Used LCV value up 1.7% between May and June
The latest National Association of Motor Auctions (NAMA) light commercial vehicle (LCV) market report shows that the average value of used LCV’s at auction across the board increased 1.7% to £4.677 between May and June.
According to the organisation volumes saw a 6.6% increase, and the average age of LCV’s sold at auction fell from 69.3 to 67.7 months.
The average number of days that LCVs remained on site rose to 15.4 days, and the average mileage decreased from 81,761 to 80,504 miles.
In June, despite the average price achieved for LCVs increasing by £78 (1.7%), this still represented a fall of £162 (-3.3%) over the past 12 months.
There was a sizeable increase in the number of LCVs being wholesaled through the auction system in June.
Growth of 6.6% took the monthly tally to 10,202 units and delivered an increase of 17% over the same month in 2014.
With the exception of the oldest lots, supply improved at all years.
Paul Hill, NAMA Chairman said: “This month’s LCV report delivers plenty of good news for those wholesaling used LCVs to digest, and highlights that the market for used LCVs remains robust.
“In June, average price and overall volume each saw healthy gains with average mileage continuing to fall back.
“These are positives that set the scene once we are through the summer lull, for a strong second half of 2015.”
Hauliers still face stowaway fines despite Calais chaos
The Home Office has confirmed that it will continue to impose fines to the owners and drivers of trucks if they are found to have a stowaway on board, despite the continuing problem with illegal migrants gaining entry to vehicle around Calais ports.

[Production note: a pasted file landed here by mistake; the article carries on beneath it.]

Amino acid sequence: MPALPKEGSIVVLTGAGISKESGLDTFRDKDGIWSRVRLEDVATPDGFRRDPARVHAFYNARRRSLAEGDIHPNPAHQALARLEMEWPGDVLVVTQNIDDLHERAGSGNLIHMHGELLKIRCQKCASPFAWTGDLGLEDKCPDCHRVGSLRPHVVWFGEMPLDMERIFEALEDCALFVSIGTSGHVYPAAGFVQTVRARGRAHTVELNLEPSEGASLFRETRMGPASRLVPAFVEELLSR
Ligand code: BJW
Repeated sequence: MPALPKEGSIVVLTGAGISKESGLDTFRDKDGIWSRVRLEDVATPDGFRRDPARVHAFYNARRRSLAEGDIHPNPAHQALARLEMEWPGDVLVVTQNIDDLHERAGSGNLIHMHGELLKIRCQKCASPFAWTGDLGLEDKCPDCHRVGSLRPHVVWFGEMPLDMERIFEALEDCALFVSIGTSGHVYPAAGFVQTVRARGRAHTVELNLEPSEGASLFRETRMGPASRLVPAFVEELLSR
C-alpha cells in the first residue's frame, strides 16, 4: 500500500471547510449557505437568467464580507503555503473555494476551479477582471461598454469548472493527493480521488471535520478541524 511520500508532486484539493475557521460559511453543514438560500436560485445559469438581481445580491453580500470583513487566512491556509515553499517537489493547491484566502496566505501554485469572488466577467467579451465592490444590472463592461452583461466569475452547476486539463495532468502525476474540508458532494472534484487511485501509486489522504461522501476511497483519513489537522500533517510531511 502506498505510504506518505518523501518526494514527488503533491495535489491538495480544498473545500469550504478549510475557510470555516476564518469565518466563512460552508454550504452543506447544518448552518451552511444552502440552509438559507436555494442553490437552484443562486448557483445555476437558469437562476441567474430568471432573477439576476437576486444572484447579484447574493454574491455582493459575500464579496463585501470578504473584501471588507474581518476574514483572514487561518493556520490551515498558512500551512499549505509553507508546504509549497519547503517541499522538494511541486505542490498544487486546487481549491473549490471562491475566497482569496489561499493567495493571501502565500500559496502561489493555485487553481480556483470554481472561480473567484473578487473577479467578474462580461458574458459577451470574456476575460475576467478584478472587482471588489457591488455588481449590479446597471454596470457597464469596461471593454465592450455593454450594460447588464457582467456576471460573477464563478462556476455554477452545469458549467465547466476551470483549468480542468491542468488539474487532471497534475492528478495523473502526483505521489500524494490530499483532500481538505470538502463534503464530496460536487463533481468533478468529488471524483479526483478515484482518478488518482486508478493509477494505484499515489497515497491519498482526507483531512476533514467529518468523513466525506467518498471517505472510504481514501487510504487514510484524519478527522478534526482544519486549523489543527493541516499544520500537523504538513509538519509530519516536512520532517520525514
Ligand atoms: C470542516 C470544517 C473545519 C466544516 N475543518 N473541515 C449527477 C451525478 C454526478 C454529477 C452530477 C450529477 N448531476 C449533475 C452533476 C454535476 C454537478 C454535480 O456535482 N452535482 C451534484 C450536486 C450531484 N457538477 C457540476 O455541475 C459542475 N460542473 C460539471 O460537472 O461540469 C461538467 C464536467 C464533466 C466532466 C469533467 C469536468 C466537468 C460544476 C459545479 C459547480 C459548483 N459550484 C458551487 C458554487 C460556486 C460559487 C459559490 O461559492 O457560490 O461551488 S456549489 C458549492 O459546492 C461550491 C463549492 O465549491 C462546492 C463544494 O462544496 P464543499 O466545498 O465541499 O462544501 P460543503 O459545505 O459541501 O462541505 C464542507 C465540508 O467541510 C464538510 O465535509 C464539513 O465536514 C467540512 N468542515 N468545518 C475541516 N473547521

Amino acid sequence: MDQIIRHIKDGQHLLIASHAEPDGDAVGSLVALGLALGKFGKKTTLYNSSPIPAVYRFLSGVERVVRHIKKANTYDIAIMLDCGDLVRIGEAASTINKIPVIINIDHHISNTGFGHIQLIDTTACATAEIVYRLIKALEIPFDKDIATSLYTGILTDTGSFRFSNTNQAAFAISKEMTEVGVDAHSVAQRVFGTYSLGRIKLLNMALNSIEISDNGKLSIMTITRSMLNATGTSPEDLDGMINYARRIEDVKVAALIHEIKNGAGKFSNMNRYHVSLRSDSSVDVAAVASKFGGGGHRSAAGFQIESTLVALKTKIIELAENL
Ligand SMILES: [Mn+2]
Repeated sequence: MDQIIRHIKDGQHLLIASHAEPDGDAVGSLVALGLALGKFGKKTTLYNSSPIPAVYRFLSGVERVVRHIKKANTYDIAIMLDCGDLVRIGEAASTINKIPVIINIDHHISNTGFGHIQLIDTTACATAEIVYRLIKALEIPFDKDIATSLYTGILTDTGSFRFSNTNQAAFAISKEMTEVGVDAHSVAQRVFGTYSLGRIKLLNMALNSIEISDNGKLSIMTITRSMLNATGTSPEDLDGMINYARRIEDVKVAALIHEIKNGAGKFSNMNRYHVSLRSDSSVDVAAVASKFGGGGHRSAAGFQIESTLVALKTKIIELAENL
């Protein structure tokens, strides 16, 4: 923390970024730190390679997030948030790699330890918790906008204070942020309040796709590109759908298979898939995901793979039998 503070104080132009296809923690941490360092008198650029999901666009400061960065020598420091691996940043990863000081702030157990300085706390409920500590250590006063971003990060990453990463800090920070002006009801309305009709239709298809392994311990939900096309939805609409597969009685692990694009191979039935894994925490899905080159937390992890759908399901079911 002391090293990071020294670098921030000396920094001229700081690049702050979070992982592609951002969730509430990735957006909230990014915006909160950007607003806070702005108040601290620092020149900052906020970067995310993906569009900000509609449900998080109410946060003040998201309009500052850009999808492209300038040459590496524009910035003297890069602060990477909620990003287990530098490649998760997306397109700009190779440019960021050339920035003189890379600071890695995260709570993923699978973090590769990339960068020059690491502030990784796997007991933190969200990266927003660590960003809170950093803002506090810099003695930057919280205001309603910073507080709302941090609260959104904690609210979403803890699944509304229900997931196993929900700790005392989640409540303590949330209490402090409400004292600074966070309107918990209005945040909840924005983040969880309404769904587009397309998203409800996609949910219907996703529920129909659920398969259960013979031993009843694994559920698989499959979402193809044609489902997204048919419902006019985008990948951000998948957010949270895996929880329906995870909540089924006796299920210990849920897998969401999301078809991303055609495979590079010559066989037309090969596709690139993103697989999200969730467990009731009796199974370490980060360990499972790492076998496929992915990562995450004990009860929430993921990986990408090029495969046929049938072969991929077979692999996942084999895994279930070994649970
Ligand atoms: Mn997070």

Section 32 of the Immigration & Asylum Act 1999 states that the owner, hirer and driver of a vehicle are all liable if found with a clandestine entrant on board, with a penalty of up to £2,000 for each person found, with a maximum fine of £4,000.
Should such a fine be issued, the operator has up to 28 days to appeal to UK Border Force’s Civil Penalty Central Administration Unit. If there is no appeal, then fine will have to be paid within 60 days.
More details can be found in our Transport Law Blog guide.
Vikki Woodfine, associate at lawyers DWF,said that hauliers felt like they were being criminalised for effectively controlling UK borders and were being penalised for doing the right thing and reporting stowaways in vehicles.
She wrote on the firm’s lorrylawyer.com blog: “We hope that the government start to realise that [Border Force] applying a “business as usual” stance to the issuing of civil penalties in this current crisis cannot continue. All that is happening here is that hauliers and drivers that are already vastly under pressure are now being placed under significant financial strain which could well cripple the industry in due course.
“Drivers have a stark choice in Calais: risk their safety and try and remove large numbers of desperate people from their vehicles without the support of the enforcement authorities or risk being fined up to £4,000 per person found in their vehicle, even where drivers approach the authorities themselves!” she said.
“This also poses an incredibly difficult judgement call for employers when asking drivers to “police” their vehicles if you consider obligations under health and safety laws.”
A spokesman for the Home Office told Commercialmotor.com that it was still the case that fines were being issued.